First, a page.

If there is a meeting, make sure that everybody sits apart and that the room is ventilated. Clean the table before and after each meeting. Keep the number of people in the meeting low and always ask yourself, is it really necessary to have this meeting? 

separate meeting rooms in the office The new social distancing etiquette at work

Let’s state the obvious first: stay at home if you cough, have a fever or shortness of breath. Sneeze or cough in your elbow and don’t touch your face. While these are general COVID-19 rules, there is also a need for the new office etiquette. 

Ensure physical distance

Keeping your distance at all times is the most important rule. However, sometimes it is easier said than done. So, put rules in place for using elevators, so that people could use them safely. Since staying in shape is difficult, you could also encourage using the stairs more. But keep in mind to not touch the handrail, it is like shaking hands with all your co-workers at once. In general, it’s better to avoid touching surfaces in high-traffic areas.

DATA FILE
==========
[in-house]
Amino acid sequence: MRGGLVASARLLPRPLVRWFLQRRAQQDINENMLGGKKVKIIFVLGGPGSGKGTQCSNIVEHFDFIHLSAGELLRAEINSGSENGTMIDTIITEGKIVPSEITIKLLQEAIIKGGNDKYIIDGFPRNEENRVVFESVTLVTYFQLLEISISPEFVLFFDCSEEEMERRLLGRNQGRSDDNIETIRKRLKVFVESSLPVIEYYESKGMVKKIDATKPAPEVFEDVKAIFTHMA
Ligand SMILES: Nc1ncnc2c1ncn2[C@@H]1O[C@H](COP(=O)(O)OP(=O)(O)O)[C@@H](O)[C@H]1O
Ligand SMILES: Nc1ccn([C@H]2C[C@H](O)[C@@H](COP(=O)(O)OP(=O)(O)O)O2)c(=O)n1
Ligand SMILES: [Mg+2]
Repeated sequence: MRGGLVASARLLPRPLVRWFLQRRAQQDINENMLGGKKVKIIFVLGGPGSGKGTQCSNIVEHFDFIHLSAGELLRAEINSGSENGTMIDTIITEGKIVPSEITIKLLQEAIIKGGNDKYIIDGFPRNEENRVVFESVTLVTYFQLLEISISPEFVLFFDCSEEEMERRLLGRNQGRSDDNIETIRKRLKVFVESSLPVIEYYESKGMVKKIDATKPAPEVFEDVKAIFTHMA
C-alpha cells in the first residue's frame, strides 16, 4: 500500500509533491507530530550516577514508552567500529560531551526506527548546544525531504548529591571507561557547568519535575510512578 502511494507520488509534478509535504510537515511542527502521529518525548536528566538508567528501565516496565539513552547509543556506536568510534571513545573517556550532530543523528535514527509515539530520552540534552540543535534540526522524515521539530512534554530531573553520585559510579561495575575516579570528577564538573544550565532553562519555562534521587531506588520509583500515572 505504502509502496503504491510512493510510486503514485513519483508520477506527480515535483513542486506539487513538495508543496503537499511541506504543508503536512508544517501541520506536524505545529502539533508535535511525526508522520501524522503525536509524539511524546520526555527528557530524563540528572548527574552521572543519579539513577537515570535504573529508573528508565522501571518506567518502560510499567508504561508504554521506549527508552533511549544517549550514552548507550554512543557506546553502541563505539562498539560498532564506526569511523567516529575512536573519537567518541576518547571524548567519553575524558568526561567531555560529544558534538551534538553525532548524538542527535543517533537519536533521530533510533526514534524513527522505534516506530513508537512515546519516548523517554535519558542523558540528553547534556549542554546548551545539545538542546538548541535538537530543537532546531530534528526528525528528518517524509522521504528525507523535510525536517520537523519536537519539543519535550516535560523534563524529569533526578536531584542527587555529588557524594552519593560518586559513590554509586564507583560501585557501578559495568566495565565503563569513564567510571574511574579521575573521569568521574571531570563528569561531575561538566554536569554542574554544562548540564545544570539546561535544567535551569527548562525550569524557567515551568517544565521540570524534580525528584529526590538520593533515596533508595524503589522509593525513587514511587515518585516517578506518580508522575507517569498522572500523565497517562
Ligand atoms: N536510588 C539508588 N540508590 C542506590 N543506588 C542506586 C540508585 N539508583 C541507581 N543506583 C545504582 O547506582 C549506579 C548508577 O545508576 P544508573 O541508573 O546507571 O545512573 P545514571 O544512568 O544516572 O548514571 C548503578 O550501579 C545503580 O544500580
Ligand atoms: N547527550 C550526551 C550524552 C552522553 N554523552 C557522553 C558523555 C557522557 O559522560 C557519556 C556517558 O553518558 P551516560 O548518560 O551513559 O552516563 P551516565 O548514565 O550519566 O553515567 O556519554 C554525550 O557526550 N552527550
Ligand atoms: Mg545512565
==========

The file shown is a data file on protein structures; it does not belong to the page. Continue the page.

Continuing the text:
Get your own coffee 

It depends on your work culture, but in most offices, people get coffee for their co-workers. Although this is a nice thing to do, it is better if everybody gets their own beverages. In that way, you don’t touch the cups of your colleagues. 

No handshakes policy

Another measure that will prevent the spread of virus is a no-handshakes policy. Encourage employees to avoid handshakes, hugs and other physical contacts when greeting each other.

Striking a balance between working from home and the office

Your workplace is now prepared for work again. After weeks of self-isolation, people might be eager to get back to the office. Some people might be fearful of returning to work. The choice should be up to them, so be aware of peer pressure from colleagues. Everybody has a different background and approach to dealing with this crisis. As we’ve seen in the last couple of weeks, working from home in teams is also working out for most office jobs. So striking a balance between working from the office and home might be the perfect solution to slowly be getting back to a new normal.

checklist for COVID-19 office design